ADAPTIVE MANAGEMENT APPLIED TO STORMWATER
Congress and the EPA have established a legal framework for municipal management of illicit discharges to stormwater that is more adaptive than prescriptive. While the federal law clearly prohibits non-stormwater discharges from the MS4, it provides wide discretion to the MS4 to create and implement a plan to detect and eliminate these illicit discharges. The regulatory focus is on management actions informed by a system of monitoring discharge pipes instead of specific end of pipe pollution limits. This program seems influenced by the theory of adaptive management, which focuses on strategies that emphasize continuous monitoring of circumstances and adjusting decisions accordingly. (136) However, the program would benefit from carefully identifying and addressing the architecture needed to support a successful adaptive management program that produces better substantive results. (137)
In this research we build on Professor Holly Doremus' work urging agencies engaged in adaptive management to more systematically address their information needs and understand how information is diffused to resource managers. (138) Professor Doremus outlined an information supply pipeline in her work, (139) and in our research we focused on how scientific information is "extracted" and used for better water management. As explained in section IV, scientists have developed innovations in the monitoring process to more accurately and efficiently identify the existence of human sewage. Thus, in the municipal stormwater context, we explored how highly relevant scientific developments by non-agency scientists are understood, diffused and applied to MS4 management to identify and eliminate illicit discharges of raw human sewage into our nation's waterways. Our research observations highlight impediments and incentives for scientific extraction that may be broadly applicable to other systems.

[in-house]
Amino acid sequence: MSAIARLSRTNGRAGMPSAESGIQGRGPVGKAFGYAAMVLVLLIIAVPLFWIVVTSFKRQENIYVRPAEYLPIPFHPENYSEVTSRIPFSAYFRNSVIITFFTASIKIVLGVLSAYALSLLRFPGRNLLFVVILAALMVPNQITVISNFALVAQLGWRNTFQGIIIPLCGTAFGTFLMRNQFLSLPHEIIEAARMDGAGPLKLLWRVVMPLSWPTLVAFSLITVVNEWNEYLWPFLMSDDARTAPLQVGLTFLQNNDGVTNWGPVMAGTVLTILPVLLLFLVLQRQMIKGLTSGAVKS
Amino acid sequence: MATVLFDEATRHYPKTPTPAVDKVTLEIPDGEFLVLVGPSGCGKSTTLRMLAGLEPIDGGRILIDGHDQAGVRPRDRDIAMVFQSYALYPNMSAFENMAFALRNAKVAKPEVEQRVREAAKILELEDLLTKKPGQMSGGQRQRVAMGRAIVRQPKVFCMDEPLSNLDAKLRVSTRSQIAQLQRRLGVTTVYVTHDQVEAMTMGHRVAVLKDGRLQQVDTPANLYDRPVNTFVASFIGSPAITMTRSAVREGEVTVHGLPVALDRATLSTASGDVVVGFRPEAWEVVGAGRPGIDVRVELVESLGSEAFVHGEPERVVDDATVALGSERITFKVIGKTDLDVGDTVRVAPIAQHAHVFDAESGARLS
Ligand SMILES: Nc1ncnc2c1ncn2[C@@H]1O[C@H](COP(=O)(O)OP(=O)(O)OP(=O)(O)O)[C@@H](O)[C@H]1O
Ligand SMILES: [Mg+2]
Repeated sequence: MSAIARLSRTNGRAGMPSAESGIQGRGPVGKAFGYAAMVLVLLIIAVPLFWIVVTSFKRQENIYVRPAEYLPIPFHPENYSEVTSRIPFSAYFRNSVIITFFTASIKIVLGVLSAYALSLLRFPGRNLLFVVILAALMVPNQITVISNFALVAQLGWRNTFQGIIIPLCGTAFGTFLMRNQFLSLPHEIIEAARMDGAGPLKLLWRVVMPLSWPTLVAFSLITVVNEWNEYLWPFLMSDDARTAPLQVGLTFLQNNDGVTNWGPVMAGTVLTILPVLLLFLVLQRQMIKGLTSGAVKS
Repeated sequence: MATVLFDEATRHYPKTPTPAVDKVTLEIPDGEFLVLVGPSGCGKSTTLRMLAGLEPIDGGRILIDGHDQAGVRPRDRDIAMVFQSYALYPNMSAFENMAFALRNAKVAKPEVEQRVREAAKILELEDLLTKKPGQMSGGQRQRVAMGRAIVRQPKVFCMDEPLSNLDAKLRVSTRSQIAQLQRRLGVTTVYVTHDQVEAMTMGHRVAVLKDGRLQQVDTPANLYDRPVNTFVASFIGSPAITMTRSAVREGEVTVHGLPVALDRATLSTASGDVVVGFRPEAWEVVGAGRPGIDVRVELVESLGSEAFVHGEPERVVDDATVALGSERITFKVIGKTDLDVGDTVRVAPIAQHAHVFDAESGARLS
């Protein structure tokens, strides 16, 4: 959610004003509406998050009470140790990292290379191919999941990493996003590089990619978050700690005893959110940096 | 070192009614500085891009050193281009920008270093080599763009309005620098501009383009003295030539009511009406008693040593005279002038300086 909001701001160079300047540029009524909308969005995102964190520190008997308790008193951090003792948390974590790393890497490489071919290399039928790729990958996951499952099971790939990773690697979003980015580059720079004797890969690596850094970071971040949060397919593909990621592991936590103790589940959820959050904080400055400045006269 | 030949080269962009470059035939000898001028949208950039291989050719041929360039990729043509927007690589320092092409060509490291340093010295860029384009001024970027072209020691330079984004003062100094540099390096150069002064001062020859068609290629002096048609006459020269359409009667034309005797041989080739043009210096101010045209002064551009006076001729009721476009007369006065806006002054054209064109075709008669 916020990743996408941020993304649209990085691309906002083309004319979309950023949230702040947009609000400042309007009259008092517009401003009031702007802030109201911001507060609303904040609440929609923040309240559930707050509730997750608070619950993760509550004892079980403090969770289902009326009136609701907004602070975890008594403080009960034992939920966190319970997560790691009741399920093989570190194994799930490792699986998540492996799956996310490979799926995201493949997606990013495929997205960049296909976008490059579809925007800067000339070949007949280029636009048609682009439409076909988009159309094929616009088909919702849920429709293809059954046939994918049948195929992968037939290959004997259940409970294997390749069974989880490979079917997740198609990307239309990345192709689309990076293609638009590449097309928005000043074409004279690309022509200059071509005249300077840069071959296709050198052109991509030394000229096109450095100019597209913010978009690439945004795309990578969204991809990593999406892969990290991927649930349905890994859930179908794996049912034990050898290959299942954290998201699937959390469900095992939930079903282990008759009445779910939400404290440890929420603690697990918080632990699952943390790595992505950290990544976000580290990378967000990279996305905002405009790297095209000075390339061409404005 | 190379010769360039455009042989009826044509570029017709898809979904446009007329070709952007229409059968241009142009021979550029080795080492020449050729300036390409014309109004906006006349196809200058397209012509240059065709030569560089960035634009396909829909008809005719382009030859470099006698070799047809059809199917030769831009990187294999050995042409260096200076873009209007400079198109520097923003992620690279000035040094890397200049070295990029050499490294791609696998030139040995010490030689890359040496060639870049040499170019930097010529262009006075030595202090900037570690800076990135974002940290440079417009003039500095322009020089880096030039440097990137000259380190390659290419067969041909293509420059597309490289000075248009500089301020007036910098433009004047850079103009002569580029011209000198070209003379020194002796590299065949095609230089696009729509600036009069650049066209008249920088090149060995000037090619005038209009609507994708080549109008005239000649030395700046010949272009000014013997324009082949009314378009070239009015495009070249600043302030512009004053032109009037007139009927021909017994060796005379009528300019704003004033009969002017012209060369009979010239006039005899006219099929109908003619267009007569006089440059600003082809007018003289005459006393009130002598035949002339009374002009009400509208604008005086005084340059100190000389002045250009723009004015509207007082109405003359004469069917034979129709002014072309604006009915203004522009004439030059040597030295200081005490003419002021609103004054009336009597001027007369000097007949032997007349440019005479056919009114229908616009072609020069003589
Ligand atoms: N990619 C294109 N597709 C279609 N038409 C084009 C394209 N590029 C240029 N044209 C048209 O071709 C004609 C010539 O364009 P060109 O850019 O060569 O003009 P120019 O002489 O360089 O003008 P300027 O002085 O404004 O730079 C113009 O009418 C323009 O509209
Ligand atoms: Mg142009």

We selected the Milwaukee metropolitan area because it is a study area with an existing body of scientific data on human specific bacteria in stormwater outfalls and ongoing efforts to gather data to characterize the extent of illicit connections in the urban area. Unlike much academic research, Dr. McLellan's findings of human sewage in stormwater were widely communicated to the public through the paper of record in Wisconsin. (140) Moreover, the study area is large enough to contain a variety of MS4s operating within it, producing a broader pool of potential interviewees.
One needs to understand the MS4 managers' and state and federal regulators' perspectives, the influences on their decisions, and the systems in which they work to assess how and to what extent urban stormwater managers are incorporating scientific developments to better manage urban waterways. Through qualitative research interviews with the water managers, one can discern how they incorporate scientific advancements into their work, and the barriers and incentives to extracting relevant scientific information that could lead to positive substantive outcomes for water resources. (141) With this in mind, we undertook a series of qualitative research interviews with MS4 water managers, and stormwater regulators from the Wisconsin Department of Natural Resources (DNR) and United States Environmental Protection Agency (EPA). (142) In order to maintain the confidentiality of the interviewees, we omit their names and cities they serve and uniformly use the male pronoun when describing their responses.